Changing Hands: Large portfolio of brownfield assets available for PPPs

Large portfolio of brownfield assets available for PPPs

While public-private partnerships (PPPs) are certainly needed to leverage operational and cost efficiencies, the view that the private sector is better positioned to work with brownfield assets is gradually gaining acceptance. There has been an increasing trend towards using PPPs to renew/

refurbish existing infrastructure. The risk appetite of private players is appropriate for handling projects where additional investments can yield greater returns and efficiencies. In contrast, creation of greenfield infrastructure, which entails high early-stage risks, is a job that would be better handled by the government.

In recent times, the government has made attempts to monetise its brownfield infrastructure assets to raise funds for the development of greenfield infrastructure. Monetisation of revenue generating road assets under the toll-operate-transfer (TOT) model and the proposed privatisation of six operational airports are a few cases in point. While there are only a few instances of greenfield PPPs in infrastructure, there is a huge potential for brownfield PPPs. That said, for brownfield PPPs to be successful, there has to be a provision for renegotiation of contracts.

A panel discussion was hosted at the India Infrastructure Forum 2019 to assess the potential of brownfield PPPs, discuss the experience so far and the lessons learnt, identify sectors that hold promise, and highlight the pros and cons of brownfield versus greenfield PPPs…

Mixed experience so far

In the case of the port sector, experience with brownfield projects involving the expansion of existing ports was mixed. One of the reasons for the failures was inadequate due diligence before the project started. In contrast, the road sector is a great brownfield success story in the country. Most of the network comprises brownfield roads involving four-lane/six-lane highways. Very few greenfield PPP road projects such as the Yamuna Expressway and the Mumbai-Pune Expressway have come up.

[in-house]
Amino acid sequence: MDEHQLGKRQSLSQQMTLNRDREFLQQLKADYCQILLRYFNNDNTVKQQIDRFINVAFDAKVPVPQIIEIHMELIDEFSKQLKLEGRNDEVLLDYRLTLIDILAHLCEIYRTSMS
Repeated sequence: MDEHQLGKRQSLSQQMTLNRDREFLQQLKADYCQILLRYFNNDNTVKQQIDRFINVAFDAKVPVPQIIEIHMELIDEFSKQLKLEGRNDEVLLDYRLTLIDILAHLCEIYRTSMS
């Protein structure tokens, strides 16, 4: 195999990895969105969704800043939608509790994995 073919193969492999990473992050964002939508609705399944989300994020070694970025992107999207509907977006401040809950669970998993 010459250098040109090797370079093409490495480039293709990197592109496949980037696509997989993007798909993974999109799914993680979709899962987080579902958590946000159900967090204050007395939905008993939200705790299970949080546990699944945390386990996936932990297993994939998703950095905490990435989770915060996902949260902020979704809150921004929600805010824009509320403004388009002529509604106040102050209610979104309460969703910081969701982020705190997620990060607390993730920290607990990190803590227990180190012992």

Public sector undertakings have a huge portfolio of infrastructure assets that can be profitably given out on a brownfield PPP basis. For instance, NTPC Limited owns a number of thermal power plants and Power Grid Corporation of India Limited (Powergrid) sets up transmission lines. These can be bid out to private players for operation and maintenance (O&M). However, enough time must be given to private players for bidding. The Delhi electricity privatisation model, a successful example of a PPP, can also be adopted. Apart from thermal power plants and transmission lines, hydel plants and railway godowns can also be given out as brownfield PPPs. Further, oil and gas pipelines, tank farms of oil marketing companies (OMCs) and overhead transmission lines of railways can also be monetised. If OMCs want to protect their stake, they can retain 26 per cent and monetise the remaining 74 per cent to deleverage their balance sheets and undertake capital expenditure for modernisation projects. In fact, the best assets should be monetised to attract investors, who expect an internal rate of return of no more than 13 per cent. These are very sound monetisation opportunities.

In the railway sector, the station redevelopment programme has a component of real estate development. But the real estate sector should be kept out of infrastructure because the dynamics of real estate are quite different from those of infrastructure assets. For any basic PPP to work, the infrastructure asset must have a correlation with GDP. This is fundamental to attracting long-term foreign capital into the sector. There are a number of suggestions for the improvement of the railway sector. First, since Indian Railways (IR) is a monolithic organisation, it needs to be split to solve most of the problems. Second, there is a need for an independent regulator to streamline the tariff structure. Tariffs are low for passengers but enormously high for cargo. This cross subsidisation actually affects freight traffic and makes freight tariffs uncompetitive. Third, slots for cargo trains should be allotted on every route. This will ensure a proper price discovery mechanism. Fourth, it needs to be ensured that IR is not involved in anything except infrastructure creation. This implies that aspects such as track laying, station construction and setting up of signalling systems must be the responsibility of IR, while operations must be left to the private sector.